2009-06-21-08 Transposition of great arteries © Cuillier www.thefetus.net/
Transposition of great arteries
Fabrice Cuillier, MD.
Department of Gynecology, Felix Guyon Hospital, 97400 Saint-Denis, Reunion Island, France.
A 26-year-old woman (G3P2) was referred to our antenatal unit at 37 weeks of gestation due to a fetal cardiopathy. There was no known family history of congenital disease and the patient didn’t take any teratogenic drugs. Our sonographic examination at 37 weeks revealed:
• Transposition of the great arteries;
• Ventricular septal defect.
The parents opted for the continuation of the pregnancy. An amniocentesis was done and revealed normal karyotype. The findings were confirmed after birth
Images 1, 2, 3, and video 1: 37 weeks; the image 1 shows a transverse scan of the fetal heart obtained at the level slightly above the four chamber view of the heart and depicting the pulmonary artery arising from the left ventricle. The image 2 was obtained at the level slightly more cranially than the level of the image 1 and shows the aorta arising from the right ventricle. Note that the pulmonary artery and aorta have the same parallel direction. The image 3 shows the two levels depicted at the images 1 and 2 - the level of the pulmonary artery has a blue tinge (Level I) and the level of the aorta has a red tinge (Level II). Note the parallel direction of both great vessels. (RV - right ventricle, LV - left ventricle, DA descending aorta). The video 1 shows the parallel direction of the pulmonary artery and aorta at the two levels depicted on the images 1, 2, and 3.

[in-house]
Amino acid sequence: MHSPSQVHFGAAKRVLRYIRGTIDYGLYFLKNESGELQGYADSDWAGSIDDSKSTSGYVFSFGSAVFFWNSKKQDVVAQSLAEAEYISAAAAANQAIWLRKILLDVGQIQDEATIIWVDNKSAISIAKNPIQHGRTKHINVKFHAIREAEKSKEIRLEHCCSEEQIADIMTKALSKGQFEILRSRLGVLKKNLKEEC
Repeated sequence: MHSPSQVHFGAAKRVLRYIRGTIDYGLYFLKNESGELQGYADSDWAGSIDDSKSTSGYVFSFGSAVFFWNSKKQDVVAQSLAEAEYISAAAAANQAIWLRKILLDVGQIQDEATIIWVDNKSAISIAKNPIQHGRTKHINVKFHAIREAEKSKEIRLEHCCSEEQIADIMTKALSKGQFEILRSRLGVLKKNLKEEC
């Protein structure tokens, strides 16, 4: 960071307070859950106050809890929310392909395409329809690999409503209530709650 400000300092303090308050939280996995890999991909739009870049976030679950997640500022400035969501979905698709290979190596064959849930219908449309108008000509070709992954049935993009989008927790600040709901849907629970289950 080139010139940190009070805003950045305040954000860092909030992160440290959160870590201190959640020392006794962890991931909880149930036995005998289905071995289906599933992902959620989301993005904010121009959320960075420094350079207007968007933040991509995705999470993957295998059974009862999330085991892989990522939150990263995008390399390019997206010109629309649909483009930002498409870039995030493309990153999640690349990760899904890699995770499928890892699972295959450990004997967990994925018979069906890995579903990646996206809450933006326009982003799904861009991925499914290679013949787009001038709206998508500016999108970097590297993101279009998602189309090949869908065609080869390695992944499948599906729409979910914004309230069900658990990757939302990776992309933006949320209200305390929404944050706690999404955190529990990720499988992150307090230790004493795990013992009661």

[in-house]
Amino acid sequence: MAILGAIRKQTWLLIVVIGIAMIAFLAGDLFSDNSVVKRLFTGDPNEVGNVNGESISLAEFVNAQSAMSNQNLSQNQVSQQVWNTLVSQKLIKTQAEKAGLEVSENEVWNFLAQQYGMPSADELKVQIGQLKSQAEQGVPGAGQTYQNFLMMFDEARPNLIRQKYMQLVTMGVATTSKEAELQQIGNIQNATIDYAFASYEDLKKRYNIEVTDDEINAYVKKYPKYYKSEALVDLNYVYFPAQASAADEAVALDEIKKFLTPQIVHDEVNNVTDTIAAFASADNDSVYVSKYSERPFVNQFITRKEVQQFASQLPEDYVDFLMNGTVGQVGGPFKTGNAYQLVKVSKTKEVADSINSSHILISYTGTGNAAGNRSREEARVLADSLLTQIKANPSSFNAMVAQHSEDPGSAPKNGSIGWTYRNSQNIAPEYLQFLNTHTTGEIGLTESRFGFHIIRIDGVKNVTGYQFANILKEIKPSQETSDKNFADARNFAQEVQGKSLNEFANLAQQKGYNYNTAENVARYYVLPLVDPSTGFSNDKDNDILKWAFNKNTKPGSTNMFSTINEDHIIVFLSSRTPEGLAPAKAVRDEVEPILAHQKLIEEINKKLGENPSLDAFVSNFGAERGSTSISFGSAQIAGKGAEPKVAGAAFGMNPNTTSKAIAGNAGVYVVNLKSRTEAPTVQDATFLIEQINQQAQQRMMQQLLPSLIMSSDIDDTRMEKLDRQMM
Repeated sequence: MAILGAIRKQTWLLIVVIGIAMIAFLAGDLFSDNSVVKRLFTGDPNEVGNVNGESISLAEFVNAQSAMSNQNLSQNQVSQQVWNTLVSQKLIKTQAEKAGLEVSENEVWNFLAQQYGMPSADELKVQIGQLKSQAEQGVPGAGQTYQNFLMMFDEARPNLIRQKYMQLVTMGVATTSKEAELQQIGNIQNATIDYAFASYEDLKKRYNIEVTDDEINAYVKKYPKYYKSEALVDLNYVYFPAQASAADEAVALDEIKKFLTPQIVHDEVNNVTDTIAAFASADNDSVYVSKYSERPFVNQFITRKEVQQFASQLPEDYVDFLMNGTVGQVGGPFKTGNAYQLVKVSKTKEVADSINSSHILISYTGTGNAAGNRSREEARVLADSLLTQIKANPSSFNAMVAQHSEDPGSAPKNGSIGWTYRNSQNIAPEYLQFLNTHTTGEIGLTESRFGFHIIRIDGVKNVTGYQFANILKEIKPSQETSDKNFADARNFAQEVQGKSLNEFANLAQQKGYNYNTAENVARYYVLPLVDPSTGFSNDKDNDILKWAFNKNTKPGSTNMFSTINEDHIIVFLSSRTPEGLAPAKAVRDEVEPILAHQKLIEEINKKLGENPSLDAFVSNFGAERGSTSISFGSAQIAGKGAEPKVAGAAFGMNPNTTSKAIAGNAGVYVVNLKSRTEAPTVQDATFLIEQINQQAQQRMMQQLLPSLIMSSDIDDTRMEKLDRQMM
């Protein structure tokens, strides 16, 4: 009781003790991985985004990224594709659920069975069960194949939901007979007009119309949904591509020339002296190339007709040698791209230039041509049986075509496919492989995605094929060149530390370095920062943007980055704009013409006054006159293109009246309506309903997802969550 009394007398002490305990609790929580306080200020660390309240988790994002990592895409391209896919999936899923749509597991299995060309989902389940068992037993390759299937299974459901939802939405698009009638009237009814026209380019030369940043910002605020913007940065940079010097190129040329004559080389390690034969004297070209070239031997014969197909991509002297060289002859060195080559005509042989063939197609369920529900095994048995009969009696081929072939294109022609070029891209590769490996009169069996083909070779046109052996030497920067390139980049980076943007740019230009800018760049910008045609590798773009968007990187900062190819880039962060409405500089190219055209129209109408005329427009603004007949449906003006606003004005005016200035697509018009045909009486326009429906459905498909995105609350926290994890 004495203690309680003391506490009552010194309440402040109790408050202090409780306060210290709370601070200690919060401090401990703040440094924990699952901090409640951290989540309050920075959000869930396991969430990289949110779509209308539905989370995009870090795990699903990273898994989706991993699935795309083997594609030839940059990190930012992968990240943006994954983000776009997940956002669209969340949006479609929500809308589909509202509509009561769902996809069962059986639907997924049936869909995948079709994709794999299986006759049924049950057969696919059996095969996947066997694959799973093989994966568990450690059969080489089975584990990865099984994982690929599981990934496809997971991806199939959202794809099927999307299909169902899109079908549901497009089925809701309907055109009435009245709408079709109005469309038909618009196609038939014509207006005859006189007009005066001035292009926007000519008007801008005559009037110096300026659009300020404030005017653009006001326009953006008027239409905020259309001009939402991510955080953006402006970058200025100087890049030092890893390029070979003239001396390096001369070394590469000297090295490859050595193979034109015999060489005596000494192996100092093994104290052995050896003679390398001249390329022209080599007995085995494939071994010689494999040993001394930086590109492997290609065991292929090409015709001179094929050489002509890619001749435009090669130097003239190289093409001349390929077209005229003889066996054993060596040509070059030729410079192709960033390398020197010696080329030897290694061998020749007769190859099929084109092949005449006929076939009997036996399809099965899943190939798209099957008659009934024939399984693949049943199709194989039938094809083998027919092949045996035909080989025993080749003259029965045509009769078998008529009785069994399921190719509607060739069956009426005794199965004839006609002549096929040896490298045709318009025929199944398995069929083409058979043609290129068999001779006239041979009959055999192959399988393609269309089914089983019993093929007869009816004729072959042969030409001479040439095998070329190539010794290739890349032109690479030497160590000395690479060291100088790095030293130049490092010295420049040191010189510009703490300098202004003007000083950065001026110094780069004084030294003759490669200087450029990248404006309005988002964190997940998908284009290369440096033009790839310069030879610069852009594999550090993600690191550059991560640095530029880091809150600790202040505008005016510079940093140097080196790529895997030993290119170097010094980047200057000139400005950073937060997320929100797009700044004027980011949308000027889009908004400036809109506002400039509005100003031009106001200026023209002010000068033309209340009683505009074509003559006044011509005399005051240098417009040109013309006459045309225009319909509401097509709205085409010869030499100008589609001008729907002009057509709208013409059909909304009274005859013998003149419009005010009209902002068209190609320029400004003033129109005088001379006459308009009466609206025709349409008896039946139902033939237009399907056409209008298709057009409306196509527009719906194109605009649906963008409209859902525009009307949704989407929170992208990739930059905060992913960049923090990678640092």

Images 4, 5, 6 and video 2: 37 weeks; the images and video show color Doppler scans of the outflow tracts of the heart. The aorta and pulmonary artery have the same parallel direction. (AP - pulmonary artery, Ao - aorta).
Images 7, 8: 37 weeks; the images show muscular ventricular defect of the heart (dimension 3 on the image 7 and the blue jet on the image 8).